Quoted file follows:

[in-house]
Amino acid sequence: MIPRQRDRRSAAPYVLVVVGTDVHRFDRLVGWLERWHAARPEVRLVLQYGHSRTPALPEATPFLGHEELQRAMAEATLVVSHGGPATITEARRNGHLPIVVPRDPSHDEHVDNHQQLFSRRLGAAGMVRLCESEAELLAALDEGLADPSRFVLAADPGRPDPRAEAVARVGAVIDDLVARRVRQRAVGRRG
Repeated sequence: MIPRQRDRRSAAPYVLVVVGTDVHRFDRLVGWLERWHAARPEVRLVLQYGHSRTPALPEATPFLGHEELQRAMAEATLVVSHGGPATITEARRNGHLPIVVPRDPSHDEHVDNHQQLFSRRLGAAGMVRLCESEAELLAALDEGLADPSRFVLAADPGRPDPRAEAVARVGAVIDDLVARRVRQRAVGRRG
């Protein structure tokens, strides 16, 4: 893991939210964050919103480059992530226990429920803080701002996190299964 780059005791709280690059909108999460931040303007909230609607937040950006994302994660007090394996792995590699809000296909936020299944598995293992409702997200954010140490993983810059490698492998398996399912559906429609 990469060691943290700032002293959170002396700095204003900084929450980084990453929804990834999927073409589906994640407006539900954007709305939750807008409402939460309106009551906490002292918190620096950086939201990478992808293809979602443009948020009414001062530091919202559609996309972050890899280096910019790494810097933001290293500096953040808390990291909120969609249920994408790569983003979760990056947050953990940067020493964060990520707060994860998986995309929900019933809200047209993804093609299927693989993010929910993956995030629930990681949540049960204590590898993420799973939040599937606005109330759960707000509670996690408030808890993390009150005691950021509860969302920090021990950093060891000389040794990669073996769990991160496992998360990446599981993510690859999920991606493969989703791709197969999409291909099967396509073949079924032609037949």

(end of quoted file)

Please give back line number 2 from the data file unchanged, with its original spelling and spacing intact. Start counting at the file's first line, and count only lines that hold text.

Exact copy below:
Amino acid sequence: MIPRQRDRRSAAPYVLVVVGTDVHRFDRLVGWLERWHAARPEVRLVLQYGHSRTPALPEATPFLGHEELQRAMAEATLVVSHGGPATITEARRNGHLPIVVPRDPSHDEHVDNHQQLFSRRLGAAGMVRLCESEAELLAALDEGLADPSRFVLAADPGRPDPRAEAVARVGAVIDDLVARRVRQRAVGRRG